The Adventures Of Win The Morning, Jr.

Any questions about what Slugline BuzzFeed’s raison d’être is?

Gosh I’m shocked.  No sirens while you’re at it Ben?  Maybe that’s not in the budget.

President Obama’s enemies often accuse him, in the starkest political terms, of crudely acting to shift resources toward his political base: Green energy donors; single women; Latinos; African-Americans.

But the next 12 months are likely to reveal the opposite. Imminent elements of Obama’s grandest policy move, the health care overhaul known as ObamaCare, are calculated to screw his most passionate supporters and to transfer wealth to his worst enemies.

His worst enemies apparently being “BuzzFeed”, judging by the article.

The passionate supporters are the youth, who voted for him by a margin of 60% to 36%, according to exit poll samples of people 29 and under. His enemies are the elderly: Mitt Romney won 56% of the votes from people 65 and over. And while one of ObamaCare’s earliest provisions was a boon to the young, allowing them to stay on their parents’ insurance through the age of 26, what follows may come as an unpleasant surprise to many of the president’s supporters. The provisions required to make any sort of health insurance plan work — not just ObamaCare, but really any plan of its sort — require healthy young people to pay more in health insurance than they consume in services, while the elderly (saved by Sarah “Death Panels” Palin from any serious attempt to ration expensive and often futile end-of-life care) consume far more than they pay in. There is always a push and pull, however, and this year will be spent laying plans to shift the burden further toward the young.

Holy crap, Ben Smith has discovered ACTUARIAL SCIENCE.  Healthy people paying for premiums and not consuming health care pays for sick people who are consuming health care.  ALERT THE INTERNETS.

State and federal officials and the health care industry are currently preparing to implement two specific ObamaCare provisions taking effect on January 1, 2014, acting on this politically perverse principle of shifting resources from your supporters to your opponents. The first is the individual mandate, which aims to force the young, childless, and healthy — “Young Invincibles,” as they are said to think of themselves — to buy heath insurance, even if they think (and even perhaps make a rational, if risky, bet) that they don’t need it.

2010 Teabagger town halls are on the phone, Ben.  They want their crapass argument back.  Seriously man, are you just now figuring out how Obamacare works, bro?  Why the individual mandate was kind of key to the program?  You can’t possibly be this dense.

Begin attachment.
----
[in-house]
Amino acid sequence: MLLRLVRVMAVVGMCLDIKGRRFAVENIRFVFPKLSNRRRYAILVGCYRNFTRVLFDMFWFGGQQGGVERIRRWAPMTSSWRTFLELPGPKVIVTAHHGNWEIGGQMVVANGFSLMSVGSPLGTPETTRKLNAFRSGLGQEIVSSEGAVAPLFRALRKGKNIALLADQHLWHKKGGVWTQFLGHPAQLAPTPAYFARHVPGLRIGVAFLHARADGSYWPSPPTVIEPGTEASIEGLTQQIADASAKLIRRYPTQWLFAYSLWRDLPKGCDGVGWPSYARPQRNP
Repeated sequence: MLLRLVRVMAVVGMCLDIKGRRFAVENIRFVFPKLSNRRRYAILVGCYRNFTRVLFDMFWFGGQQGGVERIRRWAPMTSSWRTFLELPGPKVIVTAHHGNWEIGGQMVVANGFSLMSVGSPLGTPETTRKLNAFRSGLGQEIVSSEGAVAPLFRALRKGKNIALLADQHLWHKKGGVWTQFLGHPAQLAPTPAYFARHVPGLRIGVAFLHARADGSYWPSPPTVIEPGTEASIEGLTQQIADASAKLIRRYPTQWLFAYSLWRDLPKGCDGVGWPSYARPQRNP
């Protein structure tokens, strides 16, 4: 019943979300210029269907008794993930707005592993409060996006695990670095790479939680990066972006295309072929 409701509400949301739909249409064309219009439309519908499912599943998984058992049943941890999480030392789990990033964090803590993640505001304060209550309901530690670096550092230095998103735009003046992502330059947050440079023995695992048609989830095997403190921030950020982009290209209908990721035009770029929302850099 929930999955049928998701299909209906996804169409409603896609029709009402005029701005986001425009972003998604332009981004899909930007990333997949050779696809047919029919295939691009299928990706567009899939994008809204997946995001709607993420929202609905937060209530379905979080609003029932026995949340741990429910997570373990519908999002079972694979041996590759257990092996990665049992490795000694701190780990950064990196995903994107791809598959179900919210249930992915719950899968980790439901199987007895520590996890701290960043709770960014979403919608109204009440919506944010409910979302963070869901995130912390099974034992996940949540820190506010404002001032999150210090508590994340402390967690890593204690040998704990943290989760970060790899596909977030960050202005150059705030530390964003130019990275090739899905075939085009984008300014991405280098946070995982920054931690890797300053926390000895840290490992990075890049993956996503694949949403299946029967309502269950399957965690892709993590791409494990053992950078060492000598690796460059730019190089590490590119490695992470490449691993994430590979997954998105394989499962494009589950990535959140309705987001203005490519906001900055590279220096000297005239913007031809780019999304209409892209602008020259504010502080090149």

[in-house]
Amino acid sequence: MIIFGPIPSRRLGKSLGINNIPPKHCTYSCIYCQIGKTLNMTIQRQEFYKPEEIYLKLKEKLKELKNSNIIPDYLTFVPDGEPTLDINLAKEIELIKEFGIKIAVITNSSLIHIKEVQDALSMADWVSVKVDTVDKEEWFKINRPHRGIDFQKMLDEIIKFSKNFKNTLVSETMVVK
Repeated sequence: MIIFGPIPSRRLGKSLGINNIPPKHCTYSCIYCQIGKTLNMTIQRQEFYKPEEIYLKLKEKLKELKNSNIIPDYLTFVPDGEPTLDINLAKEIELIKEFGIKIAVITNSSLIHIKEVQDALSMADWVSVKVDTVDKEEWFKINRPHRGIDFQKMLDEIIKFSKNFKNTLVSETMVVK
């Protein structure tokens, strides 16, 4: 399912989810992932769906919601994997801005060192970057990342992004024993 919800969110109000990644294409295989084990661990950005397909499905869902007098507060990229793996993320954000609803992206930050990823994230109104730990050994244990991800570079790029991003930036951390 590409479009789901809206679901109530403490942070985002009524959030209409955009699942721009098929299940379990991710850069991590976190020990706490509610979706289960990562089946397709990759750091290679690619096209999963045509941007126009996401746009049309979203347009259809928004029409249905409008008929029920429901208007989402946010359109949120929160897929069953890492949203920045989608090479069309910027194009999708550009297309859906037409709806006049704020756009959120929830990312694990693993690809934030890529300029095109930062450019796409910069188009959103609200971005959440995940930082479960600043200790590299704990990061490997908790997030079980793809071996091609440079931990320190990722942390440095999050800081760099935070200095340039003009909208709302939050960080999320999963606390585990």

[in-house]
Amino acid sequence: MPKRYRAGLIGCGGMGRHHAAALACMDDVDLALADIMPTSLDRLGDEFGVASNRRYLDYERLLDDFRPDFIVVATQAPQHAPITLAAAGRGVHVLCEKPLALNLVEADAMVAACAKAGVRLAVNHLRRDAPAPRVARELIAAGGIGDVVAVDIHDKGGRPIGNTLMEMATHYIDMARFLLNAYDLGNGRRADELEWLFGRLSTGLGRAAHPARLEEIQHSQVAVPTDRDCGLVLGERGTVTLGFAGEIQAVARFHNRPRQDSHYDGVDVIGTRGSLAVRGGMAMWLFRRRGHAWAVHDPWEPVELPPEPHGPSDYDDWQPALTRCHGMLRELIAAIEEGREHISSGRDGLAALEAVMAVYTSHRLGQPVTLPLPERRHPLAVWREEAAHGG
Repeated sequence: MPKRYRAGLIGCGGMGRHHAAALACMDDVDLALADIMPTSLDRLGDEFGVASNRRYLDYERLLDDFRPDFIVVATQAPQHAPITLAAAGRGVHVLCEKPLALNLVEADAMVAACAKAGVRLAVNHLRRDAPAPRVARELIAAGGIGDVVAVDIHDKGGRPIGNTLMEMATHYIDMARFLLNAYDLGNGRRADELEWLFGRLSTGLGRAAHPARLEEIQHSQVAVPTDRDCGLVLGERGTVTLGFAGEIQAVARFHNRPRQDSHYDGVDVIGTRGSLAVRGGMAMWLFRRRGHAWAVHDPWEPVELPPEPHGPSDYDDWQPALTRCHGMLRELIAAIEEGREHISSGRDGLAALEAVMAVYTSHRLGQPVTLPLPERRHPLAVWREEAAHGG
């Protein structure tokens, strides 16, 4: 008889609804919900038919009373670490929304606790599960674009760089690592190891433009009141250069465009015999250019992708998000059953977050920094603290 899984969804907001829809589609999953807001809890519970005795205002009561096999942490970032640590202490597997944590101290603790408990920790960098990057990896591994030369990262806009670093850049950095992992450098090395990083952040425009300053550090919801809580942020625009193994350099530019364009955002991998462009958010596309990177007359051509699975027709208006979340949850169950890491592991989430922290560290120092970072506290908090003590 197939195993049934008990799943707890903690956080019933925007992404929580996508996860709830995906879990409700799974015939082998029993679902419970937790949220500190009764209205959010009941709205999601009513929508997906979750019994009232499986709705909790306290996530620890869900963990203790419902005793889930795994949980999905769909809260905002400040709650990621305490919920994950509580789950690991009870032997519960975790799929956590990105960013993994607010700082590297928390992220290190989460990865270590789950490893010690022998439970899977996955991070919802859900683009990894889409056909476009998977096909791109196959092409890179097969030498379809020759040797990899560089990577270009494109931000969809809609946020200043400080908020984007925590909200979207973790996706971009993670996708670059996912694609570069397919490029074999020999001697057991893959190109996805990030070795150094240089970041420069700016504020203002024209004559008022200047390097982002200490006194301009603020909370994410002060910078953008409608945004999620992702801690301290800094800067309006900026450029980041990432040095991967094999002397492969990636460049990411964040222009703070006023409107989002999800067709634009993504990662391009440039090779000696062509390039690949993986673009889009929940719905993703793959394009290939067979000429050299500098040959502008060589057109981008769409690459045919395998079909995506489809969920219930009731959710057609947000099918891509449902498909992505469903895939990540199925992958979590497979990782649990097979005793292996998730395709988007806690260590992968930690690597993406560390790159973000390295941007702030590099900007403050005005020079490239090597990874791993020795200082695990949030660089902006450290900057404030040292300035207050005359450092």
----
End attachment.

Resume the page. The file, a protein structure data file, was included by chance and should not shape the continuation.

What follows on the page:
The second is a lesser-known policy to limit the practices of charging different premiums to different ages, known as age-rating. Many states currently set a limit on this difference, often mandating that an old person shouldn’t pay a premium more than five times a younger person’s, even if she’s expected to use more than five times as much health care. The ObamaCare provision kicking in next January 1 would reduce that ratio to three-to-one, essentially limiting what the elderly pay in part by forcing young people to carry a larger share of the total cost of national health care.

Once again, this BREAKING NEWS MUST CREDIT SLUGLINE BUZZFEED has been common knowledge to any of the policy wonks that have been involved in this discussion, the list of which apparently never included one Ben Smith.  Skip to the end already, son.

So attack Obama on whatever grounds you want, and accuse him if you like of rewarding his friends and punishing his enemies. But that charge, true to some degree of most politicians, may be less true of this one than any other in recent memory. The central question, as Mahar notes, is, “How do we choose between children and their grandparents?” In any normal political calculation, that answer would be clear: You choose the ones who voted for you.

This isn’t even effective firebagging, frankly.  It’s high school newspaper level nonsense.  In all seriousness, this information has been readily available for years now, and the whole point of doing all this is by invoking th mandate, overall health care costs are pushed downwards based on the other provisions in the law that Slugline BuzzFeed Ben conveniently forgets about.  If you’re just now sitting down to the table on ObamaCare, man, all the seats are taken.

Sit your ass down at the kid’s table with the rest of the cat GIF “journalists” and stop talking.

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162 replies
  1. 1
    Bulworth says:

    Some weapons grade Derp there. smh

  2. 2
    cervantes says: